Saturday, February 27, 2016

Thought for the Day

“Waking up this morning, I smile. Twenty-four brand new hours are before me. I vow to live fully in each moment and to look at all beings with eyes of compassion.” 
― Thích Nhất Hạnh

Lunch Line

Lunch Line

young girl waits
turns to classmates
bumps and grinds
a game of pretention
she giggles
shocking us who
are waiting too

Poetry Workshop With Ruth Moose

Why write a poem?  Ruth says, "because I was given it to write."  She wrote the book, "Laundry."

Ruth Moose

All our life 
so much laundry; 
each day’s doing or not 
comes clean, 
flows off and away 
to blend with other sins 
of this world. Each day 
begins in new skin, 
blessed by the elements 
charged to take us 
out again to do or undo 
what’s been assigned. 
From socks to shirts 
the selves we shed 
lift off the line 
as if they own 
a life apart 
from the one we offer. 
There is joy in clean laundry. 
All is forgiven in water, sun 
and air. We offer our day’s deeds 
to the blue-eyed sky, with soap and prayer, 
our arms up, then lowered in supplication.

Those Winter Sundays
Robert Hayden

Sundays too my father got up early 
and put his clothes on in the blueblack cold, 
then with cracked hands that ached 
from labor in the weekday weather made 
banked fires blaze. No one ever thanked him. 

I’d wake and hear the cold splintering, breaking.
When the rooms were warm, he’d call, 
and slowly I would rise and dress, 
fearing the chronic angers of that house, 

Speaking indifferently to him, 
who had driven out the cold 
and polished my good shoes as well. 
What did I know, what did I know 
of love’s austere and lonely offices?

Note:  Your Daily Poem 
           Library of Congress
           Writers' Almanac
           Academy of American Poets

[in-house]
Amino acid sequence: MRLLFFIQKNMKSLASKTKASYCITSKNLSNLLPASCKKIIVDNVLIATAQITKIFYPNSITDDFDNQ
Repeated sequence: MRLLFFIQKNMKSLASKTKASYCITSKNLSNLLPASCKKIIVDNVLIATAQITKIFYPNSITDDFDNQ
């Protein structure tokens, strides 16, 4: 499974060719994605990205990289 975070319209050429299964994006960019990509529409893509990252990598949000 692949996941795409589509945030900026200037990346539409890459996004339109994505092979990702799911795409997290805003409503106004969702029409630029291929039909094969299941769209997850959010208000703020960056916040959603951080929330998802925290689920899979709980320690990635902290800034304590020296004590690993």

Child Sexual Abuse


Blacknall Presbyterian Church -- Wednesday

Monday, February 15, 2016

Great Poem by Amy Lowell


I walk down the garden paths, 
And all the daffodils 
Are blowing, and the bright blue squills.   
I walk down the patterned garden paths   
In my stiff, brocaded gown. 
With my powdered hair and jewelled fan,   
I too am a rare 
Pattern. As I wander down 
The garden paths. 

My dress is richly figured,   
And the train 
Makes a pink and silver stain   
On the gravel, and the thrift   
Of the borders. 
Just a plate of current fashion, 
Tripping by in high-heeled, ribboned shoes. 
Not a softness anywhere about me,   
Only whale-bone and brocade.   
And I sink on a seat in the shade   
Of a lime tree. For my passion   
Wars against the stiff brocade.   
The daffodils and squills 
Flutter in the breeze 
As they please. 
And I weep; 
For the lime tree is in blossom 
And one small flower has dropped upon my bosom. 

And the splashing of waterdrops   
In the marble fountain 
Comes down the garden paths.   
The dripping never stops.   
Underneath my stiffened gown 
Is the softness of a woman bathing in a marble basin, 
A basin in the midst of hedges grown 
So thick, she cannot see her lover hiding, 
But she guesses he is near,